The latest version (version 1.6) of the game can be downloaded from here.
The change history for the application can be found here.
The Sokoban game is a puzzle game originally written by Hiroyuki Imabayashi. This version was written to be able to play Sokoban levels on the Android platform. Here are the features of this version:
Each puzzle collection consists of a number of levels (usually of increasing difficulty). The goal of the level is to push all the objects over the goal squares. Since you can only push objects you may need to plan your moves well in advance.
The table below shows each of the items you will see on the playing field:
|This is your location when on a regular game square.|
|This is your location when on a goal square.|
|This is an object as it appears on a regular game square.|
|This is an object as it appears on a goal square.|
|This is an empty regular square.|
|This is an empty goal square.|
The following shows the various wall segments surrounding floor spaces. These wall segments will constrain where you can move or push objects.
You can control play during the game by using any of the following keys (note that all these are also available from the game play menu):
|space||By pressing the space key you can pause the game. This will halt the timer and hide the puzzle on the screen.|
|R||The R key will reset the level and timer.|
|U||The U key will undo the last move.|
|D||The T key will redo the last undone move.|
|N||The N key will go to the next level in the puzzle collection.|
|P||The P key will go to the previous level in the puzzle collection.|
Moving around the game board can be accomplished by several mechanisms (depending on the nature of your android hardware). You can use the arrow keys, the trackball, or the touch screen. When using the touch screen there are several different modes that can be employed (based on your preferences).
Move on Touch
The default mode for the touch screen is for the pusher to move (or push) to the location selected by the touch screen. For devices with accurate touch screens this can be very fast. Long distance pushes are done only in a straight line and the object being pushed will only move as far as the target square.
Move on Release
By selecting to move on the release of the screen you can move your finger/pointer around on the screen until you see that the outlined target square is the desired location. When you release the pointer (by picking your finger up from the touch screen, for example) then the game will try to move or push to the target location where you released the pointer. As you move around on the touch pad the target cell will be highlighted with a copy of the man icon transparently over the various target cells. Depending on how much your pointing device blocks the screen you may or may not be able to see the target location.
Scroll on Touch
If you prefer to only use the touch screen to indicate which direction the man should move then you can select to move via scroll motions. To use this mode after selecting it in the preferences you simply drag your pointer across the touch screen in the direction you wish the man to move (up, down, left or right). The man will then move or push one position in that direction.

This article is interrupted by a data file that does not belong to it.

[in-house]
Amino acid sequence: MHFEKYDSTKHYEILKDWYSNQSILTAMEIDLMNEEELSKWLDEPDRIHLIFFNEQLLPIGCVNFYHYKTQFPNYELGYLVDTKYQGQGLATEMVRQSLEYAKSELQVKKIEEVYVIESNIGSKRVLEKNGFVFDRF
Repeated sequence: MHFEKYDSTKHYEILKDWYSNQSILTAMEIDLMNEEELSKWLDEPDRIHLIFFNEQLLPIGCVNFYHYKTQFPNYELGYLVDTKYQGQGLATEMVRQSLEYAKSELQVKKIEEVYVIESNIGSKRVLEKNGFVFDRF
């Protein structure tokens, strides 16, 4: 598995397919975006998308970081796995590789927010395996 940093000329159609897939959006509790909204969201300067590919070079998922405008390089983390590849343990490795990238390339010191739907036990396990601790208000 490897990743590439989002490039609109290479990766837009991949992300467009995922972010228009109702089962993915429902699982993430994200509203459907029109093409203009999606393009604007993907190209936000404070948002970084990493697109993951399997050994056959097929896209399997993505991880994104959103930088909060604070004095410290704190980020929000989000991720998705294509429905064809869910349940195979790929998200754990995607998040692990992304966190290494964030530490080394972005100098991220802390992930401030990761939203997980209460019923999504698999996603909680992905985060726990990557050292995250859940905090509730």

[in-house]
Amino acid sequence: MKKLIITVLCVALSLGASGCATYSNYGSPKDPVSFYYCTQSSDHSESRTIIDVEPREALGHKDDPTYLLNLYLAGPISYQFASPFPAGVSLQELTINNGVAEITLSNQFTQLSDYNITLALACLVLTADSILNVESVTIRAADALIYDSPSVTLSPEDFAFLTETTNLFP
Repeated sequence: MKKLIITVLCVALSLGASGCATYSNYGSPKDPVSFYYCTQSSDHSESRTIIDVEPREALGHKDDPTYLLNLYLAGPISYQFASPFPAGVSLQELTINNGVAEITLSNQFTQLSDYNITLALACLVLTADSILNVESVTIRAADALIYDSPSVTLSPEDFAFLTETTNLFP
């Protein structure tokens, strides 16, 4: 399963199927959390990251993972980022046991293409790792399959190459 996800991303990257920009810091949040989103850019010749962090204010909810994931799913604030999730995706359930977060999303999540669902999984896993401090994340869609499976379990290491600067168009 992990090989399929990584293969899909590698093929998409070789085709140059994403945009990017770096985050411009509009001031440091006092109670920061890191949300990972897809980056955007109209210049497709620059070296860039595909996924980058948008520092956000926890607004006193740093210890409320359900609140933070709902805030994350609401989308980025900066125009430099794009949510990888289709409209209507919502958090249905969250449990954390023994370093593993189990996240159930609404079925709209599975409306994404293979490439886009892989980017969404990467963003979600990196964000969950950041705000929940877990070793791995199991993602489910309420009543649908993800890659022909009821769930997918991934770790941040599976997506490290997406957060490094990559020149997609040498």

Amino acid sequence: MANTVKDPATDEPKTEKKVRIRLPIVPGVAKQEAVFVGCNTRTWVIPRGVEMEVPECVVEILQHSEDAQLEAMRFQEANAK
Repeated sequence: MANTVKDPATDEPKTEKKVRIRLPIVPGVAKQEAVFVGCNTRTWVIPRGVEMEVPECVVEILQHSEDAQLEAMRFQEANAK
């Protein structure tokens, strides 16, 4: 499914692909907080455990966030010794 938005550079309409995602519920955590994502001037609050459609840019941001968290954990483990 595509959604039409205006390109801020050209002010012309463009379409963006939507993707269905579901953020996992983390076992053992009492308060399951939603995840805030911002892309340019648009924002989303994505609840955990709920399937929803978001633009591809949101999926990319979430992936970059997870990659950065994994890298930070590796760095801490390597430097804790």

Move on Double Touch
As an alternative to the default move on touch mode you can ask that moves be made after confirmation of the target cell. This requires you to touch the same spot on the touch screen twice before the man will move or push there. When you touch the screen the first time a transparent copy of the man will show on the target cell (if it is a valid move/push target). If the spot is correct then simply tap the touch screen in the same place again. If it is incorrect simply tap the correct square to move the highlighted target to the correct cell and then tap the correct square a second time.
If you want to upload new collections into the game, then you need to follow the following XML format.
<collection> <title>Collection Title</title> <description><![CDATA[Put collection description here.]]></description> <email>firstname.lastname@example.org</email> <www>http://author.website</www> <levels> <puzzlelevel> <name>Puzzle Name</name> <level>level #</level> <puzzle><![CDATA[ ##### # # #$ # ### $## # $ $ # ### # ## # ###### # # ## ##### ..# # $ $ ..# ##### ### #@## ..# # ######### #######]]></puzzle> </puzzlelevel> </levels> </collection>
The puzzle description itself is one used commonly on the Internet to define a Sokoban puzzle. The table below describes each character and what it means.
|<space>||Either an empty square inside the puzzle or empty space outside the puzzle.|
|#||A wall section.|
|@||The starting position on an otherwise empty square.|
|.||An empty goal square.|
|$||An object on an otherwise empty square.|
|+||The starting position on a goal square.|
|*||An object on a goal square.|
The puzzle description above is the common starting puzzle as shown below